Posted in Coaching and Therapy, Marie's Garden, Mental Health Advocacy

Therapy is Tough: There are no Pills to Prescribe nor Pop


Dear World,

I started my official therapy practice on the 2nd of April 2018, and to say it’s been all rosy will be untrue. However, reflecting on the above has helped me to be filled with compassion for all I see and to recognize the reality of the situation in my country as far as mental illness/challenges and alternative treatments especially therapy is concerned.

Many want a quick and permanent fix which they are sadly yet to get with the medications they are taking. They are prepared to give something else a try, but helas not many want to try something as tough as CBT or psychotherapy. CBT involves work and honest vulnerability and collaboration. One honestly told me he couldn’t trust me or himself.

Some reasons I have come to think Therapy is Tough are the following:

  • It takes some time

Depending on the problem formulated (which itself could last an entire session), I could suggest some therapeutic engagement of 2/3 months. This time for me is good enough for a more accurate assessment of both the client and the work accomplished. The clients (many are patients) don’t have that time to spare especially given their current state and search for good health. Then, there is the family whom I love to. I have however only met a handful of the families whose patients am trying to work with. I think they expect me to understand their embarrassment, frustration and lack of motivation to give this ‘therapy thing’ a try. They simply don’t have any more time to go try this alternative treatment. It all boils down to the patient’s engagements which I have hinted can dig up a tsunami for all concerned. A few have carefully pondered this and told me they are not ready, they prefer to keep ‘suffering’ while hoping the right meds for their condition is found one day;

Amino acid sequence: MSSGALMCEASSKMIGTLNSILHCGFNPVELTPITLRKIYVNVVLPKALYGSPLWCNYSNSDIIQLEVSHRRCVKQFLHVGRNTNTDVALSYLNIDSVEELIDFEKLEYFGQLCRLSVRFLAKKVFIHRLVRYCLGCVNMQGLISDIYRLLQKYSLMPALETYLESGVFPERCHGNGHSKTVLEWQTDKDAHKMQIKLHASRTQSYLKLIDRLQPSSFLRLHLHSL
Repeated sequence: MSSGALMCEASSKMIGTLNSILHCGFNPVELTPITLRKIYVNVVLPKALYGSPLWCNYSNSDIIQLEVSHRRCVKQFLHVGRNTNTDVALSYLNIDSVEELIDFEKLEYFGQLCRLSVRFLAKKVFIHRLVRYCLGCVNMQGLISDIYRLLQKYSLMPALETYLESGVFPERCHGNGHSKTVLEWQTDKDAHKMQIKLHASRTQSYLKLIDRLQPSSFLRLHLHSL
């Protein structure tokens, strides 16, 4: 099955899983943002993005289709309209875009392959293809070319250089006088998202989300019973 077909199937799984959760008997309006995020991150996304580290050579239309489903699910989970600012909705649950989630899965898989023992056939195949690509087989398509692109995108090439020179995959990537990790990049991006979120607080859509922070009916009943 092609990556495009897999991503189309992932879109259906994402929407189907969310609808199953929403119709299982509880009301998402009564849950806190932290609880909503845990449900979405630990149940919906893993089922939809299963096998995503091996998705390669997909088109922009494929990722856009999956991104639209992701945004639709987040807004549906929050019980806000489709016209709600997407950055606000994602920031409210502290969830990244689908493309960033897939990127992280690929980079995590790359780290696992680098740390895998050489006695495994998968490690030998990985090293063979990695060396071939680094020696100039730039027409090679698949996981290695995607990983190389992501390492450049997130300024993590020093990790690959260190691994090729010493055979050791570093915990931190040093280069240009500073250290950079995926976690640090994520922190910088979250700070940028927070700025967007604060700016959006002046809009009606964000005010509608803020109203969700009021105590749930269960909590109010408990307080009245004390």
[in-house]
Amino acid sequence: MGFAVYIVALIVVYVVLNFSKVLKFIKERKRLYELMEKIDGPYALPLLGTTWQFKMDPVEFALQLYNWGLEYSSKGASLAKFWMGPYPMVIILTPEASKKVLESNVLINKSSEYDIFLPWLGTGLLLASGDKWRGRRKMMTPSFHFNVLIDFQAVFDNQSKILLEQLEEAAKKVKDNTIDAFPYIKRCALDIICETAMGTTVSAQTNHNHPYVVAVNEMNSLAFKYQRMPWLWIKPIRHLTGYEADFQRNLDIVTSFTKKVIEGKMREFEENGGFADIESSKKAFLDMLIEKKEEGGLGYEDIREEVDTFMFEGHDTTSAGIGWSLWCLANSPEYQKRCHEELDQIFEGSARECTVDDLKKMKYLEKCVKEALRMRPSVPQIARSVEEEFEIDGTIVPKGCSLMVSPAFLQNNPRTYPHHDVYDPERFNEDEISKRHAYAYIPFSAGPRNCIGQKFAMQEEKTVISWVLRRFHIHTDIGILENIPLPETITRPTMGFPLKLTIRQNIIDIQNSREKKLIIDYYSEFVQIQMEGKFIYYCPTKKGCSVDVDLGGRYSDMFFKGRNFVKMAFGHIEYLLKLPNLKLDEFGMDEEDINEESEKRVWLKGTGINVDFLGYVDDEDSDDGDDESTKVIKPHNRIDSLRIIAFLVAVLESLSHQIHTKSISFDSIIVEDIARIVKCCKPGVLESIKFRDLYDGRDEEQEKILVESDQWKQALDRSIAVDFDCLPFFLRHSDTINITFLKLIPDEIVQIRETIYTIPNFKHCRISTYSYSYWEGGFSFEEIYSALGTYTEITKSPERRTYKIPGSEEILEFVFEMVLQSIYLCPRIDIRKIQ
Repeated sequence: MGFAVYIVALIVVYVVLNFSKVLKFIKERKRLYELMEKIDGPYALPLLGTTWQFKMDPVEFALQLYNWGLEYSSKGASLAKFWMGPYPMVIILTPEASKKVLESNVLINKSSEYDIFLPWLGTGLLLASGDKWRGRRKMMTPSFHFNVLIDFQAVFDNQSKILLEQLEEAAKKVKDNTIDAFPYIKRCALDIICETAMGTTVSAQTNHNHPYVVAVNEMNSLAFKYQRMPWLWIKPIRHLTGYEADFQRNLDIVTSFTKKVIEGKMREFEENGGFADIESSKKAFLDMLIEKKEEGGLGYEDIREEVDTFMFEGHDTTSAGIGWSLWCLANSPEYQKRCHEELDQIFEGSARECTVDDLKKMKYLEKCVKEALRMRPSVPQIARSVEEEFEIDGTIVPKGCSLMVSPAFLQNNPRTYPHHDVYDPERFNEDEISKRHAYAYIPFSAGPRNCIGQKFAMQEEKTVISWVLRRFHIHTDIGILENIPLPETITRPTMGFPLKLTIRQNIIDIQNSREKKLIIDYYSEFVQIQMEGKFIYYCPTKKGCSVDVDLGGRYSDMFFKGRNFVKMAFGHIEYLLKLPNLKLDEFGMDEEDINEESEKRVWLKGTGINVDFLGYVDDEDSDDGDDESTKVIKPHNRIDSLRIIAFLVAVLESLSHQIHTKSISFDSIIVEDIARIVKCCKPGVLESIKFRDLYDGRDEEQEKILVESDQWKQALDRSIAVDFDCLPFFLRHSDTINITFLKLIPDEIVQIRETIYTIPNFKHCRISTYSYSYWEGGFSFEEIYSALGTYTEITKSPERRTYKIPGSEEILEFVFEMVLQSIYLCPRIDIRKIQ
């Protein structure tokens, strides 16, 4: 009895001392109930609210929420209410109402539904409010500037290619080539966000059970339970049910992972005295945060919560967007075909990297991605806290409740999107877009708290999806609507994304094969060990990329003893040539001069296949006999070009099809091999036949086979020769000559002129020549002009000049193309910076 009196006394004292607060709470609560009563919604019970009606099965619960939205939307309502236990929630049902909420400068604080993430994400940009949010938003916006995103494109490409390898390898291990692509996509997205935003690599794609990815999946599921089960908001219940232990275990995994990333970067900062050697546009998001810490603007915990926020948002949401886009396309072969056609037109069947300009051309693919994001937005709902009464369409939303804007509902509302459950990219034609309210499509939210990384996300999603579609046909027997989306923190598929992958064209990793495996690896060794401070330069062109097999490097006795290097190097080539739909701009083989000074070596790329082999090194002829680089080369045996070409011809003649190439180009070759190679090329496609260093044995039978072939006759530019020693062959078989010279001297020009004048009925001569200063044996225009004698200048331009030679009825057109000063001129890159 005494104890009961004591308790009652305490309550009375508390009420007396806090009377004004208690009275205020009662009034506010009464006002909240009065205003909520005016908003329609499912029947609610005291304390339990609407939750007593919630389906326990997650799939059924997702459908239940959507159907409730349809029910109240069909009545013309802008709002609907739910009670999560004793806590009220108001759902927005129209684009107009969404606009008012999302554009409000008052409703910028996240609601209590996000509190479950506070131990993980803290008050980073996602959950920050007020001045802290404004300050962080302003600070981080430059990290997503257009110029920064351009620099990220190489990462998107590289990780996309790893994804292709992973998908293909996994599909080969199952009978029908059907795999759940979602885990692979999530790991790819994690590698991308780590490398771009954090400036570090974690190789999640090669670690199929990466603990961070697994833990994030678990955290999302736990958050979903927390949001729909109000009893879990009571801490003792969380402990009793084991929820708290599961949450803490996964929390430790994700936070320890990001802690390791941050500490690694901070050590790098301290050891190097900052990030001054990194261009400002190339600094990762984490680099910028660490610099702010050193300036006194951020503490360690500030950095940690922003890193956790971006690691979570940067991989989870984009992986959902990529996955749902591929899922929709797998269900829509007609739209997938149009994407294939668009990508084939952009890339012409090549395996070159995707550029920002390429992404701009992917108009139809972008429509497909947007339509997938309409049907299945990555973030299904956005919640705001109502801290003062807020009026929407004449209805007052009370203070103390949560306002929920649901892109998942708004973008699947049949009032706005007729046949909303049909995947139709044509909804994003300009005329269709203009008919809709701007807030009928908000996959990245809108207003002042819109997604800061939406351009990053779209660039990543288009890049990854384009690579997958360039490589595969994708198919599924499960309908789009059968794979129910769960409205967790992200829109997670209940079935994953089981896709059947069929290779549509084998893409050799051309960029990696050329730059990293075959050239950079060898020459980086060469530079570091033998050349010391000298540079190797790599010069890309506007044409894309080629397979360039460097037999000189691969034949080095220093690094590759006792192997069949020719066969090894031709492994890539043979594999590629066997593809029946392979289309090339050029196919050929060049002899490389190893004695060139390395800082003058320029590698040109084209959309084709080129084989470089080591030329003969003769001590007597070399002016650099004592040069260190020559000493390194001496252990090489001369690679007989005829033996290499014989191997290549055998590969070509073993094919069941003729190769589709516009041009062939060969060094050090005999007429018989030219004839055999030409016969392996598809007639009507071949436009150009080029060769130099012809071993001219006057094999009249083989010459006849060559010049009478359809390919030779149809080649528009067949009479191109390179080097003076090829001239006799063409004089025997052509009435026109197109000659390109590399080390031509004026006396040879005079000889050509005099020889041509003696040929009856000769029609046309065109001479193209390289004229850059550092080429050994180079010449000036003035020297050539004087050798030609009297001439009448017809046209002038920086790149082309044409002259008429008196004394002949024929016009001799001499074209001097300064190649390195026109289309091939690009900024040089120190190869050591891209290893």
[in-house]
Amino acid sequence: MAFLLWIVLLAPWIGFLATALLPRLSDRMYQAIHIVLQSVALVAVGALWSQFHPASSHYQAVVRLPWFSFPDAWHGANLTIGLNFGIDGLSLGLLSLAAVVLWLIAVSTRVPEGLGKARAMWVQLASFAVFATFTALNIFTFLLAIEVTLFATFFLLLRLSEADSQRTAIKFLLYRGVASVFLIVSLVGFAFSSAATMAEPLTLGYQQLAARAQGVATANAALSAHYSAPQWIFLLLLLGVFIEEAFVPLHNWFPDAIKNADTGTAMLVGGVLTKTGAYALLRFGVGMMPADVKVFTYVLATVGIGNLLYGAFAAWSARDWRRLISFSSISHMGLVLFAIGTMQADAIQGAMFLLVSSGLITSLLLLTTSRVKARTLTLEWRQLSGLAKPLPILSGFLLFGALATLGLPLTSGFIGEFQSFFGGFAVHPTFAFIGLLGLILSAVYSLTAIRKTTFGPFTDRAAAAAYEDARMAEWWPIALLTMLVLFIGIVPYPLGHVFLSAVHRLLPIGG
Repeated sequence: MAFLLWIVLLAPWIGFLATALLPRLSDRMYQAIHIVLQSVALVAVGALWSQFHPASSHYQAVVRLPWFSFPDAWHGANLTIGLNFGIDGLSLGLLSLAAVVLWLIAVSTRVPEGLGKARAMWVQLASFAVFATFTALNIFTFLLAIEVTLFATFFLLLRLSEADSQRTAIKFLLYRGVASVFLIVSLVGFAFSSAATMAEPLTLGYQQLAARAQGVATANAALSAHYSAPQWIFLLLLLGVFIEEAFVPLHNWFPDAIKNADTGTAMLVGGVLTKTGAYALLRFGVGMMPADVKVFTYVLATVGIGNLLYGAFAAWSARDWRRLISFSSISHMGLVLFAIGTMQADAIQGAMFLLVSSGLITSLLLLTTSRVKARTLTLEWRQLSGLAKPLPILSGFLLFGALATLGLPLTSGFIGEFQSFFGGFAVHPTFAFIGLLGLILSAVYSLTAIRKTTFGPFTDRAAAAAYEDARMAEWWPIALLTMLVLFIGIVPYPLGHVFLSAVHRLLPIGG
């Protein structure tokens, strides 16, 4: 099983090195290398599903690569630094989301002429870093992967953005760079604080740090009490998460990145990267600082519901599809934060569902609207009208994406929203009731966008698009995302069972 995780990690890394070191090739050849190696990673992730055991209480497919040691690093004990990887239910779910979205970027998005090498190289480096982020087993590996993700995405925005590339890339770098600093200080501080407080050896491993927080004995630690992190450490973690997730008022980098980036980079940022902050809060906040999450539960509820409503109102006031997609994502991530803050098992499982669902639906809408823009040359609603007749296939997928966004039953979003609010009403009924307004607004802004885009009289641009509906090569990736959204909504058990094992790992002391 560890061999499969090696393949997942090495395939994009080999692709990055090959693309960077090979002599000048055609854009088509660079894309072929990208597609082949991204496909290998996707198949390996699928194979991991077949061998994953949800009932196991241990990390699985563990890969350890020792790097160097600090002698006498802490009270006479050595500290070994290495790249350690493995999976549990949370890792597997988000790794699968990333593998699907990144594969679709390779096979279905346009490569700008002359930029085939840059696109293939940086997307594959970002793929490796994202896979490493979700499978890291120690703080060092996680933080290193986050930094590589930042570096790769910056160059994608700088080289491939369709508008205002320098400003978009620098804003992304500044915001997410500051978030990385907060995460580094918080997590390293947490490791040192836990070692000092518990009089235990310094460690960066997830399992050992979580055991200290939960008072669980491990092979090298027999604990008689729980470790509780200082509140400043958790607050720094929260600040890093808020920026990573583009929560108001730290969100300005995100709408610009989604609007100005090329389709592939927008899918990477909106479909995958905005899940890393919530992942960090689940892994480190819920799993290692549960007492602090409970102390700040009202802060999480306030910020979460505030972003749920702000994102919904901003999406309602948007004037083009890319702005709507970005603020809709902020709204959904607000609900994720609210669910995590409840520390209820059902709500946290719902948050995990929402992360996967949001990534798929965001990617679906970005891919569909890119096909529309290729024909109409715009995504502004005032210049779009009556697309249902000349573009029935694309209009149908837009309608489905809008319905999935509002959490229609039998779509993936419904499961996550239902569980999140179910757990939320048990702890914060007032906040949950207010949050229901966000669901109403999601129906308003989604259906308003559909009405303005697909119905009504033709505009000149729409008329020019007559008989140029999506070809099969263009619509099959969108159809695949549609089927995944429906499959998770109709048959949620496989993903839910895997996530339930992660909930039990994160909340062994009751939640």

• The pervasive meds culture is here too

Well, for almost all I have seen out here, it is all about amazement at the many meds they take which can’t do the trick. The shrink told them to just take their meds religiously and since they take and nothing happens, he only adds some and stops some or increases the dose and the circus continues. I have seen like 3 who are at their 4/5 hospitalization in 8/10 years of crisis. Maybe the shrink being overwhelmed (only one available for 30/50 patients some days), and not really having many options to suggest to the patients and their families, hardly recommends seeing a psychologist or therapist (assuming there were a handful in the city lol)

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  • The families don’t buy into therapy and many don’t have money